A report released by the Royal Irish Academy and the Construction Industry Federation contains recommendations for the construction industry, education and training, and research sectors aimed at ensuring Ireland’s construction sector keeps pace with global transformation of construction.
Keeping pace with global transformation of construction
The construction sector worldwide is undergoing a significant transformation and disruption as a result of the adoption of new technologies and in response to the challenges of climate change and need to improve sustainability.
The requirements for education and training of the construction workforce are changing, creating a challenge for Ireland of ensuring that education and training programmes keep pace with changes.
The authors of the report warn that there is a risk that some critical objectives in the National Development Plan such as Housing For All and mandated carbon targets, will not be met due to a shortage of sufficiently well-trained personnel at al levels to support a modern construction sector and drive the transformation required.
The report recommends a mechanism is put in place to ensure all stakeholders involved in supporting the construction sector continually communicate and cooperate on needs and challenges. Such a mechanism is needed to ensure that the construction related elements of education and training evolve and adapt to provide a sustained human capital pipeline which is best suited to supporting the response of the industry.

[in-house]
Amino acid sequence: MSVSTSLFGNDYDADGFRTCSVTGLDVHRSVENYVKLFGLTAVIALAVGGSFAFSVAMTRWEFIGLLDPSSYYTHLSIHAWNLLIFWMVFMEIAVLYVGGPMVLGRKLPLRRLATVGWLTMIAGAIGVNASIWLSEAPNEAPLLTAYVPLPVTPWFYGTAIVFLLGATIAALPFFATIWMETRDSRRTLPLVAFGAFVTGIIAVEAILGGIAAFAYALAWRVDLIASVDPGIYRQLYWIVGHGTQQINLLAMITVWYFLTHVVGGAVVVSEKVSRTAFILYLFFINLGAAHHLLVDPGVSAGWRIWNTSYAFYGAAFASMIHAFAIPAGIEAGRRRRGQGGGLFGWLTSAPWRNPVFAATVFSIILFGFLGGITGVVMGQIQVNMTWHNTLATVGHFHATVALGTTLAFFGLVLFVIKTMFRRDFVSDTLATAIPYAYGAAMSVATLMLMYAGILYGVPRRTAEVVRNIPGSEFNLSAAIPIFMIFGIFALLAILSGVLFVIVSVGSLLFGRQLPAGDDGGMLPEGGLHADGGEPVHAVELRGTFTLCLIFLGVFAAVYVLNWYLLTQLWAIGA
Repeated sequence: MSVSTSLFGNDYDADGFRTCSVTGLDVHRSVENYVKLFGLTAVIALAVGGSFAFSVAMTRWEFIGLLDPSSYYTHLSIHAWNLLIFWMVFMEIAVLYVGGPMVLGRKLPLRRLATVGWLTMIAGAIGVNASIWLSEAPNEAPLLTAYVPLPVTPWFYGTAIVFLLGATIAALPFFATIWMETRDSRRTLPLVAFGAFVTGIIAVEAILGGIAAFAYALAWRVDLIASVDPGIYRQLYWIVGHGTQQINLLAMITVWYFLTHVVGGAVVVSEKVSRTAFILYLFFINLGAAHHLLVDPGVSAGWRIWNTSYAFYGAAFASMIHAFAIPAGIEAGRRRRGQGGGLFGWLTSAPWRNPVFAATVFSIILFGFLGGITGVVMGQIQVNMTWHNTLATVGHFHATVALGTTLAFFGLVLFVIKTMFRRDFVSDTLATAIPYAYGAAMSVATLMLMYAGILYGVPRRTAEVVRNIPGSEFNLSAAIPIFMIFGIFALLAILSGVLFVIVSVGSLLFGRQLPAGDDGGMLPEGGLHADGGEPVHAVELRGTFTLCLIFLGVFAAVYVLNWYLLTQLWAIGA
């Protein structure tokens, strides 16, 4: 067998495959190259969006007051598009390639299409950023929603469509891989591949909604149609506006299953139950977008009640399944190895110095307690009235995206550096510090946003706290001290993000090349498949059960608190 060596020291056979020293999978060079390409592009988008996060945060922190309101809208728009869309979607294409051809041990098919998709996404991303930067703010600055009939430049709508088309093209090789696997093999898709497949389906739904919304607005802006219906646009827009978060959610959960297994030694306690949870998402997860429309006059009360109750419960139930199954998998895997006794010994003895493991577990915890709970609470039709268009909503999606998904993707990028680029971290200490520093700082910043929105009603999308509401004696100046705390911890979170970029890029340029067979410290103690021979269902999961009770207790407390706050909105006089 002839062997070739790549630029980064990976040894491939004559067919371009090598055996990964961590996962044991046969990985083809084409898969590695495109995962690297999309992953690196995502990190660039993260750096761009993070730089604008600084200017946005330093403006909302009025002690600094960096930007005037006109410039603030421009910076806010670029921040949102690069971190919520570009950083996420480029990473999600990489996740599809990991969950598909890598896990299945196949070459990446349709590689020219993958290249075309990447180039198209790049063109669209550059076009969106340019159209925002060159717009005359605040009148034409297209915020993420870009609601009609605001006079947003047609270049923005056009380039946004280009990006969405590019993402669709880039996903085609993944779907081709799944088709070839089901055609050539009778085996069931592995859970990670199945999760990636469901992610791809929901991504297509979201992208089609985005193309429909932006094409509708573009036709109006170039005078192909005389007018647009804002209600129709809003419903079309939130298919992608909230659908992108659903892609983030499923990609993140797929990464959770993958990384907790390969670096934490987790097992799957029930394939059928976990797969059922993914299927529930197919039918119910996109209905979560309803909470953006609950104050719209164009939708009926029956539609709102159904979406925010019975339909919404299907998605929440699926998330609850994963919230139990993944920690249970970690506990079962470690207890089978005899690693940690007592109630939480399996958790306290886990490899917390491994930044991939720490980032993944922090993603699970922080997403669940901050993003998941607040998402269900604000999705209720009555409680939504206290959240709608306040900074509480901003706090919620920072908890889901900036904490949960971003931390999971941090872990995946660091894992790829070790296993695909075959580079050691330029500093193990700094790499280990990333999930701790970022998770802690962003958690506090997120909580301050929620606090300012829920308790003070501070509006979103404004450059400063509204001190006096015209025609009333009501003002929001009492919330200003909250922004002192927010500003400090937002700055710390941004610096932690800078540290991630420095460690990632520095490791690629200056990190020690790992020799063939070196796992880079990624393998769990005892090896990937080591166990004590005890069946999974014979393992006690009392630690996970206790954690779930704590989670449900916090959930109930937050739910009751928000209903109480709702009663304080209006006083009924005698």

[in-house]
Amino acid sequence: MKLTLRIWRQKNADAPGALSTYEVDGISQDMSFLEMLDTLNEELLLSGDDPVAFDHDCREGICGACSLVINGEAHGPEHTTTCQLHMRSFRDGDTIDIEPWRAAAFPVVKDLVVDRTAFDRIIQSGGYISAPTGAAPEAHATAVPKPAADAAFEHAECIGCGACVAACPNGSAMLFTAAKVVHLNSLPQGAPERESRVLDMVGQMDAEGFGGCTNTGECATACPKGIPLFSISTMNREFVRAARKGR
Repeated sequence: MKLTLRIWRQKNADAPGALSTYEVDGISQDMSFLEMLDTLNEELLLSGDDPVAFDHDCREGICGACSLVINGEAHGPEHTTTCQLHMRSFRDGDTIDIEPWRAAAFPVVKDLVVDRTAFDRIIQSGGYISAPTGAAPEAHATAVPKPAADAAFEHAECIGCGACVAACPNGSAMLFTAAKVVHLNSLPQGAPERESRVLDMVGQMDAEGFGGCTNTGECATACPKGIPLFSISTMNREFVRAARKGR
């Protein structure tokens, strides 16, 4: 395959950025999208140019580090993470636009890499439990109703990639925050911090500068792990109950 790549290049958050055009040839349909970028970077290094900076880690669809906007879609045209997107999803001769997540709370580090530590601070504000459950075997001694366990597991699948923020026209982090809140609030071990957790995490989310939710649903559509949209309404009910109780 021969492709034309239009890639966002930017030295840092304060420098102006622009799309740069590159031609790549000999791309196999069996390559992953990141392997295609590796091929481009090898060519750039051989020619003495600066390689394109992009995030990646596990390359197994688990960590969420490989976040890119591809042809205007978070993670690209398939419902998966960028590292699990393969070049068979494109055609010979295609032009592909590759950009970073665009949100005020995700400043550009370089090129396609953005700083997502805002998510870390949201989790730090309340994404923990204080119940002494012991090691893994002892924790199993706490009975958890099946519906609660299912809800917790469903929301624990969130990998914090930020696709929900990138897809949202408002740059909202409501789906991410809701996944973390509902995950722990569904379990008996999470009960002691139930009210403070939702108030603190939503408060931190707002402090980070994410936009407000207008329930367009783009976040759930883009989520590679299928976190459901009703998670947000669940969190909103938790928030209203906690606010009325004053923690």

Unique mix of thought leaders
This report emerged from a conference hosted by the Royal Irish Academy in conjunction with Construction Industry Federation which brought together a unique mix of thought leaders in the construction sector including those from leading construction companies with outstanding researchers, representatives of the national training organisations.
PJ Rudden, chair of the Construction Sector Group on Innovation and Digital Adoption and former president of Engineers Ireland.
PJ Rudden, chair of the Construction Sector Group on Innovation and Digital Adoption and former president of Engineers Ireland, said: “The ability of the construction sector in Ireland to deliver on the National Development Plan and a large increase in housing stock is critically dependent on the supply of a skilled workforce at all levels, from apprentices to researchers, across a wide range of disciplines.
"The construction sector in Ireland needs to continue to evolve, so that it can meet the significant challenges that lie ahead. The higher education and training sectors also need to continually adapt to ensure programmes deliver graduates who have skills and knowledge of modern and emerging methods of construction, digital technologies and the policy and regulatory framework within which construction operates.
“This conference will examine how we can ensure that the construction workforce is equipped with the right skills to meet tomorrow’s challenges and needs.”